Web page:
Evaluation of CO2 Adsorbents for Sorption-Enhanced Water Gas Shift Reaction (SEWGS) Process in Coal Gasification Systems

Tuesday, November 9, 2010: 4:55 PM
Grand Ballroom H (Salt Palace Convention Center)
Hong Lu, Institute of Natural Resource Sustainability, University of Illinois at Urbana-Champaign, Urbana, Urbana, IL, Yongqi Lu, Advanced Energy Technology Initiative, University of Illinois at Urbana-Champaign, Champaign, IL and Massoud Rostam-Abadi, Institute of Natural Resource Sustainability/ Department of Civil and Environmental Engineering, University of Illinois at Urbana-Champaign, Champaign, IL

The University of Illinois Urbana-Champaign and URS Corporation are investigating a concept in which a dry sorbent technology is configured to combine the water-gas-shift (WGS) reaction with CO2 removal for coal gasification systems. A solid sorbent bed removes CO2 at conditions designed to improve WGS efficiency, subsequently eliminating the need for a catalyst. It also enables CO2 capture and regeneration at high temperature and pressure, thus minimizing energy efficiency impacts on the treated IGCC plant. Driving the WGS reaction toward H2 production / CO2 capture in this manner can provide a more direct and less expensive path to market.

A key technical issue for advancing the sorption-enhanced WGS is to identify and develop high-performance, high-efficiency sorbents with properties suitable for CO2 capture at high pressure and high temperature syngas conditions. To achieve this goal, a combination of process simulation modeling and sorbent molecular and thermodynamic analyses are being performed to determine sorbent properties and optimal temperature and pressure windows for maximizing the energy efficiency of the combined WGS-CO2 capture process. A desired adsorbent should possess high CO2 adsorption capacity and selectivity in a temperature range between 200 and 550 C and be able to regenerate at elevated pressures.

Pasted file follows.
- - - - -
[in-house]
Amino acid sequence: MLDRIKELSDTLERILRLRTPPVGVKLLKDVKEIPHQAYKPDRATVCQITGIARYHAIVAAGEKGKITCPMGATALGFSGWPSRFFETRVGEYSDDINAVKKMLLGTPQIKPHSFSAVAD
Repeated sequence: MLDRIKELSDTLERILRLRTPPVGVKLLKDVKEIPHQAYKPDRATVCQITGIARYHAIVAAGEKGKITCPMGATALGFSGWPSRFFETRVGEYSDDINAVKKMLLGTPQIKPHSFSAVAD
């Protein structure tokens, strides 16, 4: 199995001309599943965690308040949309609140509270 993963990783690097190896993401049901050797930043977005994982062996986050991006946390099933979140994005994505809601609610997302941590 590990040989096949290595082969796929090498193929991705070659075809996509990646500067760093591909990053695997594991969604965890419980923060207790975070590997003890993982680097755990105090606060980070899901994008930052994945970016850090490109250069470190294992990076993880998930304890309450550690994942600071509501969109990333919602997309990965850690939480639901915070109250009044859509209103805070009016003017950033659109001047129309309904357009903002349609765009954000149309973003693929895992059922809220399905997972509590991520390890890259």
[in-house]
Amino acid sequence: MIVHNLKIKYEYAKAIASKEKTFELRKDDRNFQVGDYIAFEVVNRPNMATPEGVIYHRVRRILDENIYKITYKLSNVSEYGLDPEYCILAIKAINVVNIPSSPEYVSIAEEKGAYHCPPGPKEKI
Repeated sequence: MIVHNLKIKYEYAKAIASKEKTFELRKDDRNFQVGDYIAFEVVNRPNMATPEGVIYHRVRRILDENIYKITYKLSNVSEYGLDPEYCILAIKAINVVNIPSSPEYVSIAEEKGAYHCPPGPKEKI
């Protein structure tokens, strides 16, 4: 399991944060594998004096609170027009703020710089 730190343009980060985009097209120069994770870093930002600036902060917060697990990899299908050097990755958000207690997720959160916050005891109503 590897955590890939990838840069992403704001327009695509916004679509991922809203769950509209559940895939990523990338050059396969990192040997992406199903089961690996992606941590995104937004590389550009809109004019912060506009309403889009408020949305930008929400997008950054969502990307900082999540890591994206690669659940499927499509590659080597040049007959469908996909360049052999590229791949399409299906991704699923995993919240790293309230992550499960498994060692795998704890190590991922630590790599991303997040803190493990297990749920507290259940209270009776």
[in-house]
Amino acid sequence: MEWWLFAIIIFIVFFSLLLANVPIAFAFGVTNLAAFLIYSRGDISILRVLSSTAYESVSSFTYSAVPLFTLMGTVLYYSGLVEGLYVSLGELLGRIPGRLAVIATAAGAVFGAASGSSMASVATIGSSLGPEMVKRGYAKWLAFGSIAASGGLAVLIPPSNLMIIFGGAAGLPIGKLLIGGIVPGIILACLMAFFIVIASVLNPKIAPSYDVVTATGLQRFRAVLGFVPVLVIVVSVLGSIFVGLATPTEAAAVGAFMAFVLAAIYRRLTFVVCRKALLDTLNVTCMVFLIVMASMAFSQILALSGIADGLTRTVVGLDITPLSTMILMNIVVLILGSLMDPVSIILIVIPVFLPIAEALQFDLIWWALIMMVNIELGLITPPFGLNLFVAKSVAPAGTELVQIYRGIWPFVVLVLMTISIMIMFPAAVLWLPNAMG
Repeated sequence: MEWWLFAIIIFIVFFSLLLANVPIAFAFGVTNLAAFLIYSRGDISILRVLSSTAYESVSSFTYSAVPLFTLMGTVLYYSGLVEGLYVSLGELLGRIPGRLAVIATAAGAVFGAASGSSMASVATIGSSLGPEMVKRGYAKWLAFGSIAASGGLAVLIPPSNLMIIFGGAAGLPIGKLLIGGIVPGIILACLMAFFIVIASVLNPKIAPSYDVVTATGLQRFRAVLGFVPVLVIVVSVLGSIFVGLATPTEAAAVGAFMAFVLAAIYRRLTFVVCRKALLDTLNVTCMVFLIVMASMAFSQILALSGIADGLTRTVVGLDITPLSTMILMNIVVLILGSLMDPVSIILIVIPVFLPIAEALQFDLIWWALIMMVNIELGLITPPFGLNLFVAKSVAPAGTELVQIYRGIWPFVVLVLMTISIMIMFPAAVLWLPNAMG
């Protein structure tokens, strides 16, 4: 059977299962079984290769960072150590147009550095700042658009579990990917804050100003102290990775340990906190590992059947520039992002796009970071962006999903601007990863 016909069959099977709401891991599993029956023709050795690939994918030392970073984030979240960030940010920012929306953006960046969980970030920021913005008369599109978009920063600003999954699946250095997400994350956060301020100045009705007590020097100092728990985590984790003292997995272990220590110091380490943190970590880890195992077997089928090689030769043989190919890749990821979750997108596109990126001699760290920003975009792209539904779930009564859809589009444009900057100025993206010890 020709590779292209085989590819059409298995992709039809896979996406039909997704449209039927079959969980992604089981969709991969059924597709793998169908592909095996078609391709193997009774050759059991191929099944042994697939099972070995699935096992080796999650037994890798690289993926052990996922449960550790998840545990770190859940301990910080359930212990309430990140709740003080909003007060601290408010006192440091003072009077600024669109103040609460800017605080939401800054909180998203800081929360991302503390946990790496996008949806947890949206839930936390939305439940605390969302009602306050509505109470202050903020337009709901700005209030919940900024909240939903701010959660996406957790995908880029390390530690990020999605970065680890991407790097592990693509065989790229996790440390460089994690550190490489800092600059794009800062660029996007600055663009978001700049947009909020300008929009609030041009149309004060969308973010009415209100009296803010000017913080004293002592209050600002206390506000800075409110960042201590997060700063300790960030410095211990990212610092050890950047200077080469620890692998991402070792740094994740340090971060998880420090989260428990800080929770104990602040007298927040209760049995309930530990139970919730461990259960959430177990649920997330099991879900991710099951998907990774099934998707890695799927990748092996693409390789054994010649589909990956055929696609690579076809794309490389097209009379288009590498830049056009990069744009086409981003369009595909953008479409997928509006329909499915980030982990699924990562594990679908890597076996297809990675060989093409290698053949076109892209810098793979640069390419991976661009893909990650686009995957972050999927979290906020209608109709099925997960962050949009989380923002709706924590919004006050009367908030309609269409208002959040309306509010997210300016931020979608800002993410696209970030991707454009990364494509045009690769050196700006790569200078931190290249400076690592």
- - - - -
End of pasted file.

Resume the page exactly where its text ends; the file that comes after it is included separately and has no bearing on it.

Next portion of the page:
A commercial software package, FactSage 6.1, is being used to perform thermodynamic calculations for different classes of potential adsorbents. Fundamental properties, such as entropy and enthalpy, of various metals oxides and other potential sorbents are used to evaluate the CO2 capture and WGS reaction under different process conditions and syngas environment. The results from these thermodynamics calculations will later be integrated in the process simulation to evaluate the energy performance of the SEWGS integrated in a coal gasification process. This presentation will provide a summary of the results from the thermodynamic study.

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